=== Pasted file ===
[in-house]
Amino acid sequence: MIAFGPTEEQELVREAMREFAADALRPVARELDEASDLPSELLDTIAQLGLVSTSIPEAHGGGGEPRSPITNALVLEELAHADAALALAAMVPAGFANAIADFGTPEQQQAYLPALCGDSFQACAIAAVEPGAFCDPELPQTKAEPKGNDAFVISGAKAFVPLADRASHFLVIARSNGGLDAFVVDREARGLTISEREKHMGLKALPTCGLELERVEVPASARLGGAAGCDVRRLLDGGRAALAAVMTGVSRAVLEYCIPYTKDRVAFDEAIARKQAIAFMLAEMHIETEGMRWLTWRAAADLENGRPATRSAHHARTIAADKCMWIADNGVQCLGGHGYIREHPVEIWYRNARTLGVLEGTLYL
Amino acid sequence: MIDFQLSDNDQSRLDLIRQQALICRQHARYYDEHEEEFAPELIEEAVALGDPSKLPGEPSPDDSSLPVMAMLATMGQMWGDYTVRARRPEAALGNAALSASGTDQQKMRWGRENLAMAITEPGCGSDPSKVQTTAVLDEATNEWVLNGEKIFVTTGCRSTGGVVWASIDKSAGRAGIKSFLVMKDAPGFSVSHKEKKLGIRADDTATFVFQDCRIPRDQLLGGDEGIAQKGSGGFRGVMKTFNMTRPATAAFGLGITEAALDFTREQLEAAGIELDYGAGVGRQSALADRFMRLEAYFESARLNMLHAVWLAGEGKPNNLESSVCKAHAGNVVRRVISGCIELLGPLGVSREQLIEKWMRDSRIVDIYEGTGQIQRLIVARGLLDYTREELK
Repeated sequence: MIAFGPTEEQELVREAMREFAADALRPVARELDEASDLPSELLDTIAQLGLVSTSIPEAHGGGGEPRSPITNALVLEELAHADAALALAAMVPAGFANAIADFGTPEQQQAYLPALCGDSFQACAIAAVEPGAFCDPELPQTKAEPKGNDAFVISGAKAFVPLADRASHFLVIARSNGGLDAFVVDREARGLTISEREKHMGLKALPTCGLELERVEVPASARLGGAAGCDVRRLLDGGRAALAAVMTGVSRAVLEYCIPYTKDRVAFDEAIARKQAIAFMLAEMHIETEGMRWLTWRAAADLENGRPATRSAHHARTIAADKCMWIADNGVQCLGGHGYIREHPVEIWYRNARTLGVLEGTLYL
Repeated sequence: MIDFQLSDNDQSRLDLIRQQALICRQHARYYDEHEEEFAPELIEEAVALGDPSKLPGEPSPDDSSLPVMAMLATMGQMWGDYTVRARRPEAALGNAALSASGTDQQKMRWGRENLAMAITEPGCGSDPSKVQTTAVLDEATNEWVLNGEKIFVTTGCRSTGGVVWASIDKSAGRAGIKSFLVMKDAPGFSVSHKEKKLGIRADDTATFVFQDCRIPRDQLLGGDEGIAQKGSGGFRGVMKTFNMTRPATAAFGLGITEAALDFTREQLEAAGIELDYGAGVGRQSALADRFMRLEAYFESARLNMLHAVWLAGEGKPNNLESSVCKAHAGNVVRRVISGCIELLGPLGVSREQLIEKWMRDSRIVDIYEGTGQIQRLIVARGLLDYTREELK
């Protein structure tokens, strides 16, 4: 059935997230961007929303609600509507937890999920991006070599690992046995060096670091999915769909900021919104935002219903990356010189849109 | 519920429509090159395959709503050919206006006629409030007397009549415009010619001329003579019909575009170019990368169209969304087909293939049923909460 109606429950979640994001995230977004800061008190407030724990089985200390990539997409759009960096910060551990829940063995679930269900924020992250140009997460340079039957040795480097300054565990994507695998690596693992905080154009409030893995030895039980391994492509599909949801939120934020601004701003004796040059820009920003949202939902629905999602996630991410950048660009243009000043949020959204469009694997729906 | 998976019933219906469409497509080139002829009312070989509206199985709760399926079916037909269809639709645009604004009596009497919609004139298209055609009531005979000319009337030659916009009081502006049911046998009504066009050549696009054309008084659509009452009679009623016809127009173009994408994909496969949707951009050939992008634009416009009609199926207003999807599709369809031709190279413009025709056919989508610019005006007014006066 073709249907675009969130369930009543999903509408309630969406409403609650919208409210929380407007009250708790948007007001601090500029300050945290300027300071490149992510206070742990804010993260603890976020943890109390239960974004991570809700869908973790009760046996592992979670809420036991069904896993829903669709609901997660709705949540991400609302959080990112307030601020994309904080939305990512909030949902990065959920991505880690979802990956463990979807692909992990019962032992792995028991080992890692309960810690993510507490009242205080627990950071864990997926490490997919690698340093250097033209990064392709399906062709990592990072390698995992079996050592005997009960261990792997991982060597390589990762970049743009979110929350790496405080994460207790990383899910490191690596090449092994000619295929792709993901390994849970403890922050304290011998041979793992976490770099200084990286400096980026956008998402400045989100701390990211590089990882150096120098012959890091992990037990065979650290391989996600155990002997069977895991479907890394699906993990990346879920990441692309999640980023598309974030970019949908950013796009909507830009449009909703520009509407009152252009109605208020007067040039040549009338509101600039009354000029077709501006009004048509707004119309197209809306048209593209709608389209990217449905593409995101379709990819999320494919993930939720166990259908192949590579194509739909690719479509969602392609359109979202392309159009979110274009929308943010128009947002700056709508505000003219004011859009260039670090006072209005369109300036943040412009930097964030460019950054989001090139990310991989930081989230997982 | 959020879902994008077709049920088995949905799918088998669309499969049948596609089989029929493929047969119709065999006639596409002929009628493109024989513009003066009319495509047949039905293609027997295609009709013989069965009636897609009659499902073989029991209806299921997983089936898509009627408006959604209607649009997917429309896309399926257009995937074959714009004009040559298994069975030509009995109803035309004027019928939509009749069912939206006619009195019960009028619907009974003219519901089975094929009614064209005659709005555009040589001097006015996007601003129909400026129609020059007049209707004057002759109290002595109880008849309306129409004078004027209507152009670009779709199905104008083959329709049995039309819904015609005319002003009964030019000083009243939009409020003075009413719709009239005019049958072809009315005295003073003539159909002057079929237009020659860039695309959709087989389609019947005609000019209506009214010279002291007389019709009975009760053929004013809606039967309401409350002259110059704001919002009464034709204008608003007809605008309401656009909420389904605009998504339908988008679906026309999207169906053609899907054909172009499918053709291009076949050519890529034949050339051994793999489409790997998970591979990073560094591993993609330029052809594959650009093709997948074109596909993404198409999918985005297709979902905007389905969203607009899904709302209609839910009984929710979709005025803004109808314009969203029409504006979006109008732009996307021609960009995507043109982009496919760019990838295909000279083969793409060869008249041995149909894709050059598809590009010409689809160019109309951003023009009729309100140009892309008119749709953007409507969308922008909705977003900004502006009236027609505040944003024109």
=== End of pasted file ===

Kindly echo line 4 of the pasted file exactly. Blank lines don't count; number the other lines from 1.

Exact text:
Repeated sequence: MIAFGPTEEQELVREAMREFAADALRPVARELDEASDLPSELLDTIAQLGLVSTSIPEAHGGGGEPRSPITNALVLEELAHADAALALAAMVPAGFANAIADFGTPEQQQAYLPALCGDSFQACAIAAVEPGAFCDPELPQTKAEPKGNDAFVISGAKAFVPLADRASHFLVIARSNGGLDAFVVDREARGLTISEREKHMGLKALPTCGLELERVEVPASARLGGAAGCDVRRLLDGGRAALAAVMTGVSRAVLEYCIPYTKDRVAFDEAIARKQAIAFMLAEMHIETEGMRWLTWRAAADLENGRPATRSAHHARTIAADKCMWIADNGVQCLGGHGYIREHPVEIWYRNARTLGVLEGTLYL